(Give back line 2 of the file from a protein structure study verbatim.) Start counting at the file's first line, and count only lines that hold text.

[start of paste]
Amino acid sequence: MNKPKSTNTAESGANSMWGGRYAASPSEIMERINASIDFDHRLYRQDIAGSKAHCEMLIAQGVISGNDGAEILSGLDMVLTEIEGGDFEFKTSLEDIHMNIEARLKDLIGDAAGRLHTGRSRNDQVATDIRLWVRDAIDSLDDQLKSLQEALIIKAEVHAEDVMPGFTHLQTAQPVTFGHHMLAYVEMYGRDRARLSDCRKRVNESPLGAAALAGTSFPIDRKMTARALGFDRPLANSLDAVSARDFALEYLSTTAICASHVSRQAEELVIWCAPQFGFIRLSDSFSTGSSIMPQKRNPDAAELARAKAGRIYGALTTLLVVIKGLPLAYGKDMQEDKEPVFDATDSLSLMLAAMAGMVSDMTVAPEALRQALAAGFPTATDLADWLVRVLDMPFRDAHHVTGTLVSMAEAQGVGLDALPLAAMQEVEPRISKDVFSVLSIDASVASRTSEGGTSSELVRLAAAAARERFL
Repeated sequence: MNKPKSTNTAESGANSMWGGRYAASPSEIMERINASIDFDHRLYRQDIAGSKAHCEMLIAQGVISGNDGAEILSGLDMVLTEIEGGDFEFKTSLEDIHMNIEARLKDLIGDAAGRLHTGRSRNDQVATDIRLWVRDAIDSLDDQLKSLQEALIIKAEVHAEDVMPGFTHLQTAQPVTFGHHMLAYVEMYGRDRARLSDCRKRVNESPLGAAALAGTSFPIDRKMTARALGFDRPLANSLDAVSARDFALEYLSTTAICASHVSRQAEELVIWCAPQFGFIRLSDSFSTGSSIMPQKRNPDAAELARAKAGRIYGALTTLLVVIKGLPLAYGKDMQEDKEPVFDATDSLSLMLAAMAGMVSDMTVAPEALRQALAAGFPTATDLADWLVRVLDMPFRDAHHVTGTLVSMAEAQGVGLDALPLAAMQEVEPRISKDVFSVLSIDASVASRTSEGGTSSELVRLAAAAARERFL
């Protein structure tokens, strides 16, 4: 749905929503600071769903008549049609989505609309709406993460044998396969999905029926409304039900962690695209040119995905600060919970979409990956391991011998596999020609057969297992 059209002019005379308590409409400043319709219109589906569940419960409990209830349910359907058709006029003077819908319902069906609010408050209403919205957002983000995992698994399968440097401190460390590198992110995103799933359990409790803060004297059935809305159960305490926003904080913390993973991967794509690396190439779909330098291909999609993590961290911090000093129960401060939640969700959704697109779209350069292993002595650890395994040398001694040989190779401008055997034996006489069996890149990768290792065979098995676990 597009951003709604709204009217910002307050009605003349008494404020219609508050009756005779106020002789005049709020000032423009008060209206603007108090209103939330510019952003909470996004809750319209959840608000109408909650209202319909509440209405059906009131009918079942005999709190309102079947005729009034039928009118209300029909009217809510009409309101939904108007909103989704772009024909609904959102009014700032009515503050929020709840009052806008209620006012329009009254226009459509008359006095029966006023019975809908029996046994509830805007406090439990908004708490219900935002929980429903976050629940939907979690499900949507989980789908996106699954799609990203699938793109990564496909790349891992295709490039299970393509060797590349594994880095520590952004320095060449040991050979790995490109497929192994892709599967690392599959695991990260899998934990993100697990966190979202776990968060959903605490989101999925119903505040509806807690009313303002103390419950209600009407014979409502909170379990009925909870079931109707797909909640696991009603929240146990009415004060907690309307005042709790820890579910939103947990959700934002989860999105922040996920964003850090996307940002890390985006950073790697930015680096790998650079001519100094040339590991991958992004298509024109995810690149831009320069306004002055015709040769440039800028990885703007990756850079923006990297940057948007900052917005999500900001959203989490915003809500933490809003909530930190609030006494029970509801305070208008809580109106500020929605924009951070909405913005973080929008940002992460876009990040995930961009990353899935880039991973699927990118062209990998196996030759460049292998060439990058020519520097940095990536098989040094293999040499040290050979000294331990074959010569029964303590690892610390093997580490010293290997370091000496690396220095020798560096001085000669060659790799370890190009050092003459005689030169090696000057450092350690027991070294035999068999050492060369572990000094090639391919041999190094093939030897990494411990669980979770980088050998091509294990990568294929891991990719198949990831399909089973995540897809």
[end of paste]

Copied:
Repeated sequence: MNKPKSTNTAESGANSMWGGRYAASPSEIMERINASIDFDHRLYRQDIAGSKAHCEMLIAQGVISGNDGAEILSGLDMVLTEIEGGDFEFKTSLEDIHMNIEARLKDLIGDAAGRLHTGRSRNDQVATDIRLWVRDAIDSLDDQLKSLQEALIIKAEVHAEDVMPGFTHLQTAQPVTFGHHMLAYVEMYGRDRARLSDCRKRVNESPLGAAALAGTSFPIDRKMTARALGFDRPLANSLDAVSARDFALEYLSTTAICASHVSRQAEELVIWCAPQFGFIRLSDSFSTGSSIMPQKRNPDAAELARAKAGRIYGALTTLLVVIKGLPLAYGKDMQEDKEPVFDATDSLSLMLAAMAGMVSDMTVAPEALRQALAAGFPTATDLADWLVRVLDMPFRDAHHVTGTLVSMAEAQGVGLDALPLAAMQEVEPRISKDVFSVLSIDASVASRTSEGGTSSELVRLAAAAARERFL